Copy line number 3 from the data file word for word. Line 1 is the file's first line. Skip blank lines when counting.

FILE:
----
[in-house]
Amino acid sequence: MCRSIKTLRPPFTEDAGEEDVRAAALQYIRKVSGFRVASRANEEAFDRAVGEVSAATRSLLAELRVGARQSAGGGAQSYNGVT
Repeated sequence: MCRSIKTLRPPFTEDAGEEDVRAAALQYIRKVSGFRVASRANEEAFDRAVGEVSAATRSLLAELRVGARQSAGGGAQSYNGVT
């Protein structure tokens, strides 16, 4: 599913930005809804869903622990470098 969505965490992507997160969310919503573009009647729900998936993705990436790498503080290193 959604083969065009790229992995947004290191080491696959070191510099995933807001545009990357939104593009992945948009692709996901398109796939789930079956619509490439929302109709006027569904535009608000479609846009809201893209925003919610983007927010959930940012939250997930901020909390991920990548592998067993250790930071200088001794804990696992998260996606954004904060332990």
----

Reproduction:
Repeated sequence: MCRSIKTLRPPFTEDAGEEDVRAAALQYIRKVSGFRVASRANEEAFDRAVGEVSAATRSLLAELRVGARQSAGGGAQSYNGVT